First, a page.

Wednesday, January 26, 2011

Map of the Week-What's in a Surname?

The latest issue of National Geographic includes this interesting map showing the most common last names (according to phone directories) by state.

The map is color coded by origin of surname with the most common blues indicating the United Kingdom (England, Scotland and Wales.) By clicking the map above you can zoom to a more readable level of detail. Here is the north to northeast part of the country.

Way up in Maine there are some French (via Canada) names. New England has some Irish names, New York and New Jersey have Spanish and a touch of German in Pennsylvania. Out in the Upper Midwest the brown Scandinavian and orange Germanic names are much more common.

Now for a short critique: By only using the most common names, a level of diversity is missed. For example, Asian names appear almost exclusively in California and Hawaii. The lack of state boundaries makes some distinctions difficult although the map looks cleaner without them. The by state format also has the effect of pushing the New York metro area Hispanic names out into the central part of the state where they are probably less common. Finally, a cartogram would have been more appropriate for this presentation, especially given the need to fit an equal number of names into each state. This format required most of New England to be considered as one state. A cartogram would have helped solve that and some of the other problems.

Thursday, January 20, 2011

Antarctica Art Article

Karen Bessette is an artist based in Manchester, New Hampshire who often incorporates maps into her collage works. I saw her at the Rhode Island School of Design Alumni Sale and bought this print titled "Antarctica I" from her Antarctica series. I don't a good place to hang it yet so I'll just put it on this page.

Monday, January 17, 2011

Happy MLK Day!

The Martin Luther King, Jr., National Historic Site in Atlanta consists of several buildings, including the house he was born, the Ebenezer Baptist Church where he was a pastor, his tomb and the King Center. Here is a detail from the National Parks Service map that can be found on this page:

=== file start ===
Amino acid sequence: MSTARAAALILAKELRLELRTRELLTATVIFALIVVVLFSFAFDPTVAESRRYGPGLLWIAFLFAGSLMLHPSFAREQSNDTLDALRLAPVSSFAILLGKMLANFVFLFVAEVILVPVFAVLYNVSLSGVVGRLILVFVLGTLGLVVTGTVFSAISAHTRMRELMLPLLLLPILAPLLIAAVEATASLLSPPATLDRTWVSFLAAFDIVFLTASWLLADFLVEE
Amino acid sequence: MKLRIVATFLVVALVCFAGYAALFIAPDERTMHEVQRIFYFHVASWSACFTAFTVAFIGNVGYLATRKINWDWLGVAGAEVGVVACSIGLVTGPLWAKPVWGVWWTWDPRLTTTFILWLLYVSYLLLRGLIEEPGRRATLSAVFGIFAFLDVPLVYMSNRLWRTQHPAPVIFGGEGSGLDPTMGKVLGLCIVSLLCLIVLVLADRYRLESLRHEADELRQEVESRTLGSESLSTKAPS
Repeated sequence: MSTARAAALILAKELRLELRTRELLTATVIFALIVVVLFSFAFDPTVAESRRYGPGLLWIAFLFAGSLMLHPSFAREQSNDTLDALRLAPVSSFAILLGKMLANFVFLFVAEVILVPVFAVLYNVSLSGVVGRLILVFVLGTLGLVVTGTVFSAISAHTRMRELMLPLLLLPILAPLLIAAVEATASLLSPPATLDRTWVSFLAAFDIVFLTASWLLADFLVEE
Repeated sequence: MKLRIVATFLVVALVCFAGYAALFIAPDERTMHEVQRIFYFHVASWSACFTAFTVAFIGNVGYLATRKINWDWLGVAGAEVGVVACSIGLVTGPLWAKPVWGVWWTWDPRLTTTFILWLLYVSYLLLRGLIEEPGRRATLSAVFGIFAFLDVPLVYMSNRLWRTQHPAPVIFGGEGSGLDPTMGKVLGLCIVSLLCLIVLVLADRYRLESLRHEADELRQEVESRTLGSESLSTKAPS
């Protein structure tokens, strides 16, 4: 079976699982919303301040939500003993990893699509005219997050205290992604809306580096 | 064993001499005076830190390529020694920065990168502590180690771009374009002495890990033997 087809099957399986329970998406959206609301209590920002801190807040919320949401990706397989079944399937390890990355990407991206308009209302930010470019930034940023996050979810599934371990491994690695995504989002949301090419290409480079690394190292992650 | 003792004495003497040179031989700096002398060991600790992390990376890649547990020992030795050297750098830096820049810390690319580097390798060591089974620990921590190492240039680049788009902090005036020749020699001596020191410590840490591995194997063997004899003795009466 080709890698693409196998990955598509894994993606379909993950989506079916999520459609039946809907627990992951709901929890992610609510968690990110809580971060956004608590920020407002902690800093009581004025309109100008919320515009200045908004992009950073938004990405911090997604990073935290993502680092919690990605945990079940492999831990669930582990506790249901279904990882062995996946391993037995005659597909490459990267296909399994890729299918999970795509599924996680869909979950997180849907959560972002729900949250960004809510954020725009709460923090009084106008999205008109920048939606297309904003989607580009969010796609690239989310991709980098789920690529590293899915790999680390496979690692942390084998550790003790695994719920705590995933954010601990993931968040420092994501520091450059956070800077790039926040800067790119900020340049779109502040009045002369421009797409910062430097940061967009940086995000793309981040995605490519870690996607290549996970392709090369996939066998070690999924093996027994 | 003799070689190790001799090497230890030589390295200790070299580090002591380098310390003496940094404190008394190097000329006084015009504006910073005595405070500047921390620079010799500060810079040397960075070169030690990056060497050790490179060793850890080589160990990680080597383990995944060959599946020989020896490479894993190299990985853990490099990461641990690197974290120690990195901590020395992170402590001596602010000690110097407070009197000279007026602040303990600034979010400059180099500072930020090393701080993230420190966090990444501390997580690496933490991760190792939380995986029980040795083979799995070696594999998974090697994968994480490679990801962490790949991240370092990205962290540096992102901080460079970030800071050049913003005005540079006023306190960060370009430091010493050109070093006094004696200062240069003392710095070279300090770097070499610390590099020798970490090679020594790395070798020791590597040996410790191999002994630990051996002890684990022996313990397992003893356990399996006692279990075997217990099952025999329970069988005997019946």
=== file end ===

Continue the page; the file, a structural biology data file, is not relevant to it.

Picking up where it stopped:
Thursday, January 13, 2011

Another Good BBC Map

In addition to the nice Sudan maps (previous post), BBC also has an excellent map of Brisbane, Australia showing the extent of the floods and major points of interest. Note that the yellow area is flooded area at the predicted water height and the flood appears to have peaked at slightly below that level.

Wednesday, January 12, 2011

Map of the Week - The Sudan Referendum

This week the southern part of Sudan is voting on whether to secede from the north after two decades of civil war. Like many other formerly colonized nations, the boundaries imposed by outsiders have little to do with physical or cultural geography. This BBC article includes a series of maps that do a good job of illustrating the north/south divide in Sudan.
Geographically, the country is divided between desert in the north and vegetation in the south as seen from this NASA image. The white line is the proposed boundary.

The ethnic and religious divides are also pretty apparent.

Comparing education, infant mortality, water and sanitation shows that north is doing much better than the south. On the maps below showing education levels (green) and sanitation and fresh water (blue), the darker areas are more advanced.

Of course oil is a big issue, with many of the oil fields being in the border region and the pipelines carrying the oil to the north for transport. The oil producing border area of Abyei, shaded below, is expected to hold a separate referendum in whether to join the south or not.

More maps and descriptions be be found on the BBC site. For an even more detailed map of Sudan's oil resources see this previous Map of the Week.

Results of the secession referendum are expected in February and it is likely to pass, On July 9th 2011 there may be a new nation and we will all need new maps. Maybe I'll get a new country flag on my sidebar.

Friday, January 7, 2011

Map of the Weekend-The Canada Puzzle

It's puzzling how clear some things are to me - like the colors of our states and provinces. On a recent weekend cleaning binge I found the jigsaw puzzle that helped me learn Canadian geography and also taught me what color each province is. If you see a map with different colors from these, it's inaccurate!

Saskatchewan is as yellow as the wheat that waves in a summer wind and and don't try to tell me Ontario is orange - nyet! Here are some pieces, poorly photographed.

Wednesday, January 5, 2011

Paradise Deserves a Better Fate

"Paradise in Panorama" is a giant relief map of California built in the early 1920's by a team of sculptors, engineers and geographers. Scientific American called it the largest map in the world when it was unveiled in 1924. The map is made of plaster, wire, paint, and "bits of rock and sand", is "as long as two football fields" and weighs about 70 tons. It showed California before the age of freeways, suburbs and major bridges.

A somewhat mysterious article appeared in the San Francisco Chronicle in October saying that the map has "turned up at an undisclosed location on the city's waterfront" without describing how or why. The article details a bit of its history. The map was on display for many years at the San Francisco Ferry Building, the country's busiest transit terminal at the time, before being damaged in that building's renovation project in the 1950's. It was then cut into sections and put in storage. The city offered the map for $1 for anyone willing to restore and display it but found no takers because of the map's size and the expense of moving it. Various schemes have been devised to redisplay the map but it remains in storage with an uncertain future.